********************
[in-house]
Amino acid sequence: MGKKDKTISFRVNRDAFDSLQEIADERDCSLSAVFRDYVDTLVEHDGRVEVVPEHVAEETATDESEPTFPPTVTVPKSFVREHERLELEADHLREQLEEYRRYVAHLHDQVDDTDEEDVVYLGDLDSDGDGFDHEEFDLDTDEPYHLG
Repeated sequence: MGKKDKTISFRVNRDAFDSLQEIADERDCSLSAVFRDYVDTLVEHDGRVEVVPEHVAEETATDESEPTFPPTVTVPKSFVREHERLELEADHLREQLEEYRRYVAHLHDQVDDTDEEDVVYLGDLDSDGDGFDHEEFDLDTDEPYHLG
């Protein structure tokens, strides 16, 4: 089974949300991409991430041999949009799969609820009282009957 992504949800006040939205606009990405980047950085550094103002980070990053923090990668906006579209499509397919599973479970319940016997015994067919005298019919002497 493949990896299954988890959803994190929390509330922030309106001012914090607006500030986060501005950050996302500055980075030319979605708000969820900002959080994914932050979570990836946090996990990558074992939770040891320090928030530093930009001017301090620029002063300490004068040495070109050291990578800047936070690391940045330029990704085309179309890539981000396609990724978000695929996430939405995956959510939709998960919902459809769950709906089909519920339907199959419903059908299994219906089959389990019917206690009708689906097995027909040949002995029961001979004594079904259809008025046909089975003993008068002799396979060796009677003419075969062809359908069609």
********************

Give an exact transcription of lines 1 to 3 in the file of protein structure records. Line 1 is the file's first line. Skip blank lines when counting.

[in-house]
Amino acid sequence: MGKKDKTISFRVNRDAFDSLQEIADERDCSLSAVFRDYVDTLVEHDGRVEVVPEHVAEETATDESEPTFPPTVTVPKSFVREHERLELEADHLREQLEEYRRYVAHLHDQVDDTDEEDVVYLGDLDSDGDGFDHEEFDLDTDEPYHLG
Repeated sequence: MGKKDKTISFRVNRDAFDSLQEIADERDCSLSAVFRDYVDTLVEHDGRVEVVPEHVAEETATDESEPTFPPTVTVPKSFVREHERLELEADHLREQLEEYRRYVAHLHDQVDDTDEEDVVYLGDLDSDGDGFDHEEFDLDTDEPYHLG